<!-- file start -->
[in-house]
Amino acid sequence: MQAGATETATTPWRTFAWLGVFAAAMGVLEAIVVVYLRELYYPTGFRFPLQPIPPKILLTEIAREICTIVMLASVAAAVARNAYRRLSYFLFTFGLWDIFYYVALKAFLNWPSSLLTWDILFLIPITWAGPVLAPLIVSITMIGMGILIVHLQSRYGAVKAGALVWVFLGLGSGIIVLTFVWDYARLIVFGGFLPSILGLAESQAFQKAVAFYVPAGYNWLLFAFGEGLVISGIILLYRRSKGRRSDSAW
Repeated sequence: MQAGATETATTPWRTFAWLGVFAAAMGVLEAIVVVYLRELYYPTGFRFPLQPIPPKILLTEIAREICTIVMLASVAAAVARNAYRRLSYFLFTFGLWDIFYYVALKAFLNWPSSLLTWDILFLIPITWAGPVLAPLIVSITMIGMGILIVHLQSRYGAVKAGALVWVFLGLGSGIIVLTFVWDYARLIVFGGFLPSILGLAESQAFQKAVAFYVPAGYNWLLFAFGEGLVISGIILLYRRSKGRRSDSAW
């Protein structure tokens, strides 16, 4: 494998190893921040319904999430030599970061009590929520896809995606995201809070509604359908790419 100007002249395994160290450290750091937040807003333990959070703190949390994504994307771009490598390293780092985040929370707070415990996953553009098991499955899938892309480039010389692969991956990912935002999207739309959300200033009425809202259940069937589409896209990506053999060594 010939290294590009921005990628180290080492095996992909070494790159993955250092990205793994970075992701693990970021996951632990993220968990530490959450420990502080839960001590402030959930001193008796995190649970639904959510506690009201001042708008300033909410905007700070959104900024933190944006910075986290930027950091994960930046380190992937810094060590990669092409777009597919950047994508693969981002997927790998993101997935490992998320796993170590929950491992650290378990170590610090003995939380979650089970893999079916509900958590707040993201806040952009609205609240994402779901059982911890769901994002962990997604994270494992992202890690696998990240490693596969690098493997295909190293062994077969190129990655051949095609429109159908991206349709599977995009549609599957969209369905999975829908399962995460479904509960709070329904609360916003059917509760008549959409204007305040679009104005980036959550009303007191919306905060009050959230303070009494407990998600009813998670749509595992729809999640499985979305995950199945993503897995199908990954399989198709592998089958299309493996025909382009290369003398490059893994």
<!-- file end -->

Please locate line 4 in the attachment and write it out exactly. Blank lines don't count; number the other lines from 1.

């Protein structure tokens, strides 16, 4: 494998190893921040319904999430030599970061009590929520896809995606995201809070509604359908790419 100007002249395994160290450290750091937040807003333990959070703190949390994504994307771009490598390293780092985040929370707070415990996953553009098991499955899938892309480039010389692969991956990912935002999207739309959300200033009425809202259940069937589409896209990506053999060594 010939290294590009921005990628180290080492095996992909070494790159993955250092990205793994970075992701693990970021996951632990993220968990530490959450420990502080839960001590402030959930001193008796995190649970639904959510506690009201001042708008300033909410905007700070959104900024933190944006910075986290930027950091994960930046380190992937810094060590990669092409777009597919950047994508693969981002997927790998993101997935490992998320796993170590929950491992650290378990170590610090003995939380979650089970893999079916509900958590707040993201806040952009609205609240994402779901059982911890769901994002962990997604994270494992992202890690696998990240490693596969690098493997295909190293062994077969190129990655051949095609429109159908991206349709599977995009549609599957969209369905999975829908399962995460479904509960709070329904609360916003059917509760008549959409204007305040679009104005980036959550009303007191919306905060009050959230303070009494407990998600009813998670749509595992729809999640499985979305995950199945993503897995199908990954399989198709592998089958299309493996025909382009290369003398490059893994």